First the New York Times:
Comments by Cardinal on Sexuality Create a Stir
By RACHEL DONADIO
ROME — Tensions rose on Wednesday over comments made Monday by the Vatican secretary of state, Cardinal Tarcisio Bertone, who called homosexuality “a pathology” and linked it to pedophilia. The comments came as the Vatican was trying to calm a scandal over sexual abuse by priests.
Gay rights and victims’ groups protested the comments — and on Wednesday even the French government weighed in, calling the remarks by Cardinal Bertone, the Vatican’s second in command, “an unacceptable conflation, and one that we condemn.”
The Vatican spokesman, the Rev. Federico Lombardi, quickly distanced the Vatican from the remarks. “Church authorities do not have the competency to make general statements about medical or psychological issues, which we, of course, refer to specialists,” he said in a statement on Wednesday.
“He was evidently speaking about abuse on the part of priests and not in the general population,” he added.
The comments, raising for the first time the touchy issue of homosexuality amid the sexual abuse scandal, once again spoke to the Vatican’s continued difficulties in effectively tackling the crisis. In suggesting a link between sexual abuse and homosexuality, Cardinal Bertone stirred up the waters rather than calming them. And even as he distanced the Vatican from those remarks, Father Lombardi answers directly to Cardinal Bertone, further evidence of the Vatican’s less-than-orchestrated message.
The issue is even more charged because Pope Benedict XVI, as Cardinal Joseph Ratzinger, prefect of the Congregation for the Doctrine of the Faith, in 1986 wrote the document presenting the Vatican’s most recent stance condemning homosexuality, which determined that it was “not a sin” but “a more or less strong tendency ordered toward an intrinsic moral evil,” and thus “an objective disorder.”
On a visit to Chile on Monday, Cardinal Bertone said that “many psychologists and psychiatrists have shown that there is no link between celibacy and pedophilia, but many others have shown, I have recently been told, that there is a relationship between homosexuality and pedophilia,” according to news reports.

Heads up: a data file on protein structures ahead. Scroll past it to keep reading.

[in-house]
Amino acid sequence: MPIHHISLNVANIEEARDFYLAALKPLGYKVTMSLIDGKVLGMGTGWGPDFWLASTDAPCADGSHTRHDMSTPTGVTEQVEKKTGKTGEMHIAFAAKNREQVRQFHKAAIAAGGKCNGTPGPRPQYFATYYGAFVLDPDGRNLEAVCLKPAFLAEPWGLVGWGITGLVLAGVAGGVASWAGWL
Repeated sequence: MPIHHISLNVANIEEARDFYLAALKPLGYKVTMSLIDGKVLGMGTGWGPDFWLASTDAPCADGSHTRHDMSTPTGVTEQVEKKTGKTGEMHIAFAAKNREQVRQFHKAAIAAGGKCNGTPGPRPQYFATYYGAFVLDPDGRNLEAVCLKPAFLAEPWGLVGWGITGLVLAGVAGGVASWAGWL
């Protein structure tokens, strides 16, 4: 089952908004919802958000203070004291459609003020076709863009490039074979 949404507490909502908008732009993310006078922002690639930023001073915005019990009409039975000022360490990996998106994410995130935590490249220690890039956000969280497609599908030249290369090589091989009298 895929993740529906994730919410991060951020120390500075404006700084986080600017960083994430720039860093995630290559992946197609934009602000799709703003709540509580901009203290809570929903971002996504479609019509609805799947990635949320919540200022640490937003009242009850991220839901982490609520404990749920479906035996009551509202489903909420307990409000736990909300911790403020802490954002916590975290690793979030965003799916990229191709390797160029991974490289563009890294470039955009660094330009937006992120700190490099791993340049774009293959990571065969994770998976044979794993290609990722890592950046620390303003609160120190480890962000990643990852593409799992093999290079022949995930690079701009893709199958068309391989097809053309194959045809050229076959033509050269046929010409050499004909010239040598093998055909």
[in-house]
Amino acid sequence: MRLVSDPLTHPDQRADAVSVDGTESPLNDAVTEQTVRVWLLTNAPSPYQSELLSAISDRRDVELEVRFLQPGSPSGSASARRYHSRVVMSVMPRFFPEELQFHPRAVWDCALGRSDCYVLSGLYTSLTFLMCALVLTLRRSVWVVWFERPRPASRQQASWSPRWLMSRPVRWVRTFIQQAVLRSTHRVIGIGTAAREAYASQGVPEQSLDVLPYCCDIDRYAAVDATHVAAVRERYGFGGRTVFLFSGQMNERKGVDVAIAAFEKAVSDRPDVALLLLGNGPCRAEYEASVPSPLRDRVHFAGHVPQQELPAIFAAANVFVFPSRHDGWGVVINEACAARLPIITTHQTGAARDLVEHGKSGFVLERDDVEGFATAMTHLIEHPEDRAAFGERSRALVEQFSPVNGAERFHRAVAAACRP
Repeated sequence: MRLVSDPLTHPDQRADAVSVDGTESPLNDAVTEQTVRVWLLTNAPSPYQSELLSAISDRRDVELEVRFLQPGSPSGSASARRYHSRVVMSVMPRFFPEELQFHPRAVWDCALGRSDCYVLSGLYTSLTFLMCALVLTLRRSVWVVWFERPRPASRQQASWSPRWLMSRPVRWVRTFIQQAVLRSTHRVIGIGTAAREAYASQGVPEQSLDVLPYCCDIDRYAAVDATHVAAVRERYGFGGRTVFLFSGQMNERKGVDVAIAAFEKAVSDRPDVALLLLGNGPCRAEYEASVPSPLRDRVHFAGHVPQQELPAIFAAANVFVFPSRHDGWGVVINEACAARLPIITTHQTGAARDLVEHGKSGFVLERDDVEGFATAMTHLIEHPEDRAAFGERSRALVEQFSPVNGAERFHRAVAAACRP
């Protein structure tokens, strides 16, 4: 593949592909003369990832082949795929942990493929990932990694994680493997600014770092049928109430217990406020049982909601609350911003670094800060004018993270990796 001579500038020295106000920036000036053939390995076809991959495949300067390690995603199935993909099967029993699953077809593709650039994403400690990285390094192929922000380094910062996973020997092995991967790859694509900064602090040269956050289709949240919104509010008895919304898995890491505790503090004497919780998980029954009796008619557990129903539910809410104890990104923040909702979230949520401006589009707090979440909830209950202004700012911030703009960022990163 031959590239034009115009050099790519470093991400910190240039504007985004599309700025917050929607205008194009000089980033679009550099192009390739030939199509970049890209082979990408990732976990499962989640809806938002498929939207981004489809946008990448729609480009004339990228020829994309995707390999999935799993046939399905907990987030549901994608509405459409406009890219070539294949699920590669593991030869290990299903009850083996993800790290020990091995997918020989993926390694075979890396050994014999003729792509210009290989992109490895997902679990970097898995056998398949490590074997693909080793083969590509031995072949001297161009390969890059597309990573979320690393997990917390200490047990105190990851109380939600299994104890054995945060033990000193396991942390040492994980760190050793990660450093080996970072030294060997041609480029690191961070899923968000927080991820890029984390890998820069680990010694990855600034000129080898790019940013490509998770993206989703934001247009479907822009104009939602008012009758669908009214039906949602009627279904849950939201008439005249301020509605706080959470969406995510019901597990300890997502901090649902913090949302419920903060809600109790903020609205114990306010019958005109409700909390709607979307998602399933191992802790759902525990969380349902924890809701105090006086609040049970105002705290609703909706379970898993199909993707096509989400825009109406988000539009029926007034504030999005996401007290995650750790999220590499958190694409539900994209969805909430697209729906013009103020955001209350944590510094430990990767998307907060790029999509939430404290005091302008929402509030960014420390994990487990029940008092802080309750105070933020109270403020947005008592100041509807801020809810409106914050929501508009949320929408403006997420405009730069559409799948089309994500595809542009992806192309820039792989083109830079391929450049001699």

“This pathology is one that touches all categories of people, and priests to a lesser degree in percentage terms,” he added, speaking in Spanish at a news conference. “The behavior of the priests in this case, the negative behavior, is very serious, is scandalous.”
On Wednesday, Bernard Valero, the spokesman for the French foreign minister, condemned Cardinal Bertone’s remarks at a news conference in Paris.
“France reiterates its resolute commitment to fighting discrimination and prejudice linked to sexual orientation and gender identity,” he added.
Some in Italy also criticized the remarks. Franco Grillini, a veteran gay activist, called the link “a huge lie,” the ANSA news agency reported. A front-page editorial in the center-left daily La Repubblica said, “It seems very strange to us that a man of the church doesn’t realize how far beyond the pale it is to link homosexuality to pedophilia.”
In distancing the Vatican from Cardinal Bertone’s remarks, Father Lombardi on Wednesday referred to statistics cited by the Vatican’s internal prosecutor, Msgr. Charles J. Scicluna, who has said that of the 3,000 abuse cases handled in the past decade by the Congregation for the Doctrine of the Faith, 60 percent involved priests attracted to adolescent boys; 30 percent involved heterosexual relations; and 10 percent concerned pedophilia, or sexual attraction toward prepubescent children.
Beyond a letter to Irish Catholics on March 20, the pope has not yet directly addressed the growing sexual abuse scandal, and pressure is growing. The crisis has raised questions about Benedict’s actions as archbishop of Munich in 1980 when a pedophile priest was moved to his diocese, and as prefect of the Congregation for the Doctrine of the Faith, where he is accused of failing to take strong action to punish pedophile priests in several high-profile cases.
In an interview in the German newspaper Bild on Tuesday, Benedict’s personal secretary, Msgr. Georg Gänswein, defended the pope.
“It does not make sense, nor is it helpful, for the Holy Father to comment personally on each case,” the monsignor said. “It is overlooked too fast that here the individual bishops and bishops conferences also carry responsibility.”